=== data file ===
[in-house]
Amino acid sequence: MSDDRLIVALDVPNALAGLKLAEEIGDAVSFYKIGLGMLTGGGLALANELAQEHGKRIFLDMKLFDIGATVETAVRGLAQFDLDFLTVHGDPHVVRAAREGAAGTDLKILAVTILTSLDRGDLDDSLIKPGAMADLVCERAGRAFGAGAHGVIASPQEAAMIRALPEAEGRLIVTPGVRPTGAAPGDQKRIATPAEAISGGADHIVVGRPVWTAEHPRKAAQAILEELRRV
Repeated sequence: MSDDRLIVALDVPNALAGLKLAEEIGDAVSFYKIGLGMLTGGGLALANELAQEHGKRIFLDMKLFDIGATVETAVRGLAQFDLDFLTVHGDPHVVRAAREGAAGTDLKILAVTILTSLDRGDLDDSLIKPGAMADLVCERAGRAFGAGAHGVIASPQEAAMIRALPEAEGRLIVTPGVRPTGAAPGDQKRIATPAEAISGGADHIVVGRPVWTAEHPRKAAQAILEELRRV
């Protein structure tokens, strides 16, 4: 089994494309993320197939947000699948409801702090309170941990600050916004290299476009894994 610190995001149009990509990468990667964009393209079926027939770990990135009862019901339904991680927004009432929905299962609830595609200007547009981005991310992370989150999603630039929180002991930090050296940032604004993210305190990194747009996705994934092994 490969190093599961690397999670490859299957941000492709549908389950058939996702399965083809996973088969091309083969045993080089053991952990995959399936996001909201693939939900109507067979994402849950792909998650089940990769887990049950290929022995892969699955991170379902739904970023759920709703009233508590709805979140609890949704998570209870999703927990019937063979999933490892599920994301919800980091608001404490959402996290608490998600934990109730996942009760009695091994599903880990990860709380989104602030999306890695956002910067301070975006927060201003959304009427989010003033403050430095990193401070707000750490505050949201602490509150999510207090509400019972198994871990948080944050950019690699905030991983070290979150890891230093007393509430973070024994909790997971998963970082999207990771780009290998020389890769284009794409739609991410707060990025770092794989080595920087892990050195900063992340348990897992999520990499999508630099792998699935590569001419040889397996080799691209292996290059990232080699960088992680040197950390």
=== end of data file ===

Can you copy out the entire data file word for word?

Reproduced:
[in-house]
Amino acid sequence: MSDDRLIVALDVPNALAGLKLAEEIGDAVSFYKIGLGMLTGGGLALANELAQEHGKRIFLDMKLFDIGATVETAVRGLAQFDLDFLTVHGDPHVVRAAREGAAGTDLKILAVTILTSLDRGDLDDSLIKPGAMADLVCERAGRAFGAGAHGVIASPQEAAMIRALPEAEGRLIVTPGVRPTGAAPGDQKRIATPAEAISGGADHIVVGRPVWTAEHPRKAAQAILEELRRV
Repeated sequence: MSDDRLIVALDVPNALAGLKLAEEIGDAVSFYKIGLGMLTGGGLALANELAQEHGKRIFLDMKLFDIGATVETAVRGLAQFDLDFLTVHGDPHVVRAAREGAAGTDLKILAVTILTSLDRGDLDDSLIKPGAMADLVCERAGRAFGAGAHGVIASPQEAAMIRALPEAEGRLIVTPGVRPTGAAPGDQKRIATPAEAISGGADHIVVGRPVWTAEHPRKAAQAILEELRRV
């Protein structure tokens, strides 16, 4: 089994494309993320197939947000699948409801702090309170941990600050916004290299476009894994 610190995001149009990509990468990667964009393209079926027939770990990135009862019901339904991680927004009432929905299962609830595609200007547009981005991310992370989150999603630039929180002991930090050296940032604004993210305190990194747009996705994934092994 490969190093599961690397999670490859299957941000492709549908389950058939996702399965083809996973088969091309083969045993080089053991952990995959399936996001909201693939939900109507067979994402849950792909998650089940990769887990049950290929022995892969699955991170379902739904970023759920709703009233508590709805979140609890949704998570209870999703927990019937063979999933490892599920994301919800980091608001404490959402996290608490998600934990109730996942009760009695091994599903880990990860709380989104602030999306890695956002910067301070975006927060201003959304009427989010003033403050430095990193401070707000750490505050949201602490509150999510207090509400019972198994871990948080944050950019690699905030991983070290979150890891230093007393509430973070024994909790997971998963970082999207990771780009290998020389890769284009794409739609991410707060990025770092794989080595920087892990050195900063992340348990897992999520990499999508630099792998699935590569001419040889397996080799691209292996290059990232080699960088992680040197950390």